Colloidal Minerals, Facts and Fiction

David McCluggage, D.V.M., C.V.A.

Colloidal minerals are falsely proclaimed to be the best source of mineral supplementation available. One company even called their product a "concentrated form of colloidal minerals".

What are the facts?
First, a colloid is a suspended form of a substance that, on its own, would not stay in suspension. Colloids are made by putting electrical charges to mineral ions, which keeps them in suspension. Because of this, it is completely impossible to concentrate minerals this way, and in fact, they are a highly dilute form of mineral supplementation. At we took three products of "colloidal minerals" and weighed them. We then took the weight of an exact same amount of water. Remember, minerals are very heavy, so if there were a lot of minerals in these products, they would weigh a lot more than the water alone. Our result: there was little measurable difference in weight between the colloidal minerals and the water. Our conclusion is that there are minerals in these products, but one could hardly say that they are "concentrated" in any way.

Second, where do these minerals come from? Most are claimed to be from a purified tropical rain forest or similar sounding wonderful source. Despite these claims to the contrary, all are actually deriving their product from a 30-foot thick layer of carbonaceous shale intertwined with bituminous coal that was laid down during the Cretaceous period about 90 million years ago, and most are surface mined in the United States. These deposits are subject to the same contamination found in surface waters and usually contain unidentified organic compounds which could include pesticides, petroleum leached residues and toxic industrial waste. Colloidal products are not tested for the presence of these potential toxins.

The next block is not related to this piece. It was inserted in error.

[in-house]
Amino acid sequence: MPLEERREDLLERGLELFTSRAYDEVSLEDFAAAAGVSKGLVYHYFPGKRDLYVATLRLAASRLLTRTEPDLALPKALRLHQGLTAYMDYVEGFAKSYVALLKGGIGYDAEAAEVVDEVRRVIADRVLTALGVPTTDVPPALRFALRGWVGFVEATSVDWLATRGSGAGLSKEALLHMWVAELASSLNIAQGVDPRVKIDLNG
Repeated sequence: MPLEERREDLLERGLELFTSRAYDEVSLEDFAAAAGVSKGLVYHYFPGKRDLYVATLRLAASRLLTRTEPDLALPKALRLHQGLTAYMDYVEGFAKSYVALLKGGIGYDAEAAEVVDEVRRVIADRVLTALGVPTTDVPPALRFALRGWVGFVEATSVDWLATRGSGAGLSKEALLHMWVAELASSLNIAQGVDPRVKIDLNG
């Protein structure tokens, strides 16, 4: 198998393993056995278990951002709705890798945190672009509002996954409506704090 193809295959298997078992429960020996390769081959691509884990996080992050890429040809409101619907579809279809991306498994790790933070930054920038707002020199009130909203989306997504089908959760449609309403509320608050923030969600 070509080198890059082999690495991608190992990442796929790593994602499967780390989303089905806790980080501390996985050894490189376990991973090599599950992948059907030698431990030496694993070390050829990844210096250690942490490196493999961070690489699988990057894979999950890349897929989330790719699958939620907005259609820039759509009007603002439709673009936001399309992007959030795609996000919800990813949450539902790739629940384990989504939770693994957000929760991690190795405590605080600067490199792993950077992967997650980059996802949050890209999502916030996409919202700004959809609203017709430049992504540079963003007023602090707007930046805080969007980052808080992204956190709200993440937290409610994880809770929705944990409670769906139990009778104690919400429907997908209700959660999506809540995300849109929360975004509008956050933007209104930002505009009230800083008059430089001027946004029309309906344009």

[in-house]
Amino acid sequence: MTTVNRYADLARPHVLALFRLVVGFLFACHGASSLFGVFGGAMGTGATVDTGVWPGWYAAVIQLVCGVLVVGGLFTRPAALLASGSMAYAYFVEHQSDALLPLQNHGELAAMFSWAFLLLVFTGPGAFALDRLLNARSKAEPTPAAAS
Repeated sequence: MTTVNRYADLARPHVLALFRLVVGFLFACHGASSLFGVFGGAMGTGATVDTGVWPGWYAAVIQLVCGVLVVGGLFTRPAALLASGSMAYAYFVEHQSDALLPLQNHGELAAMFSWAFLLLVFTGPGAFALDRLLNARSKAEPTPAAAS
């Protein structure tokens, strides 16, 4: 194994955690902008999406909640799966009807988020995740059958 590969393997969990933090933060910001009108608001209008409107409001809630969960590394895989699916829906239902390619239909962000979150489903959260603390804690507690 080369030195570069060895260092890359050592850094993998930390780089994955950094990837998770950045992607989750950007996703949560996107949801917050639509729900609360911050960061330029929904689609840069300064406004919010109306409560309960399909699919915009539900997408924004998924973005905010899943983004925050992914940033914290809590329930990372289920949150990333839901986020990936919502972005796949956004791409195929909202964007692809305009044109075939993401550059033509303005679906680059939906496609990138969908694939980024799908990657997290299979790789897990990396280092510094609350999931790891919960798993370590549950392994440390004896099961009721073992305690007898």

Minerals are hard to digest when supplemented in any form. Another claim of those selling colloidal minerals is that this is the best way for minerals to be absorbed, often claiming 98% absorption. However, there is no data to prove this astounding figure. If they were absorbed at this rate, there could be a real danger of trace mineral poisoning. It is not likely that they have even close to that level of absorption. But because some people have taken to drinking very large amounts of these products each day, heavy metal poisonings have been reported. In fact, the FDA is considering removing colloidal minerals from sale due to the toxic potential they carry.

Do colloidal minerals work? In spite of claims that there are numerous scientific studies showing the effectiveness of colloidal minerals in treating a large number of diseases, the facts are quite different. In looking into scientific literature from the past 20 years, there are no studies showing that they provide a health benefit.

At, we believe that most minerals can be found by feeding a varied diet of fresh foods. If one needs a multiple trace mineral supplement, we recommend one that is analyzed for content and bound to citrate, a product that has had absorption studies conducted and exhibits acceptable and predictable absorption characteristics.

Our favorite mineral supplement is Citramins